kamkasravi at yahoo.com
Wed Nov 2 08:25:34 PDT 2011
Does object at name break encapsulation? One could mutate object at name for any instance of the class passed in via a parameter for example.
On Nov 2, 2011, at 8:01 AM, David Bruant <bruant.d at gmail.com> wrote:
> Le 02/11/2011 14:26, Jeremy Ashkenas a écrit :
>> (Full Disclosure: I'm still very opposed to const, private, and their object-lockdown friends, ....)
> Could you elaborate on this point?
> All object-lockdown I can think (non-configurability, non-writability, non-enumerability, private names, const variables, const classes) of is optional. Why are you against them?
> Regarding "const", it's an optional keyword basically telling the interpreter "hey, the value isn't suppose to change at runtime, please ensure it!". It prevents bugs of mistakenly redefining something that shouldn't be redefined. Why are you opposed to this?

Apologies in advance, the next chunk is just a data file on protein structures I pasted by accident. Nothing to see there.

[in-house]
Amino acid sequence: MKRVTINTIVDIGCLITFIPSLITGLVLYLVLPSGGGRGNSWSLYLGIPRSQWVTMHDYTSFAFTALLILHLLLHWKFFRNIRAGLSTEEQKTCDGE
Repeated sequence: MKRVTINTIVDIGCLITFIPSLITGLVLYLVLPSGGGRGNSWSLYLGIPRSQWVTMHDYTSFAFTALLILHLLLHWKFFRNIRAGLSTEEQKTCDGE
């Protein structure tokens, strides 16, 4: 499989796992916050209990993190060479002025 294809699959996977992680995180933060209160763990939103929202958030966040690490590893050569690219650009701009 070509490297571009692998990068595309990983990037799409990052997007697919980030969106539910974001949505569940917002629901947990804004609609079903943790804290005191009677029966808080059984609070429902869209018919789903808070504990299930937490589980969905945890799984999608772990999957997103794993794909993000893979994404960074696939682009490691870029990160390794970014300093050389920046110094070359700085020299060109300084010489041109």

> Regarding "private", I'm puzzled. Having private attributes in objects is necessary to implement encapsulation and get all the benefits of good object-oriented practices.
> A generation of JS programmers have used scope constructs and the "var" keyword to enable some privacy. I'm all in favor of providing a declarative support for what people have done for years anyway. What is wrong with "private"?
> Once again, all of this is optional, nothing forces you to use new features of the language. I will personnally never use multi-line strings, but I don't mind the feature being in the language.
> I was about to say "if you're unsatisfied, create a language which doesn't provide features you don't like, like Coffeescript", but... humm...
> So, why being against the introduction of features in the language?
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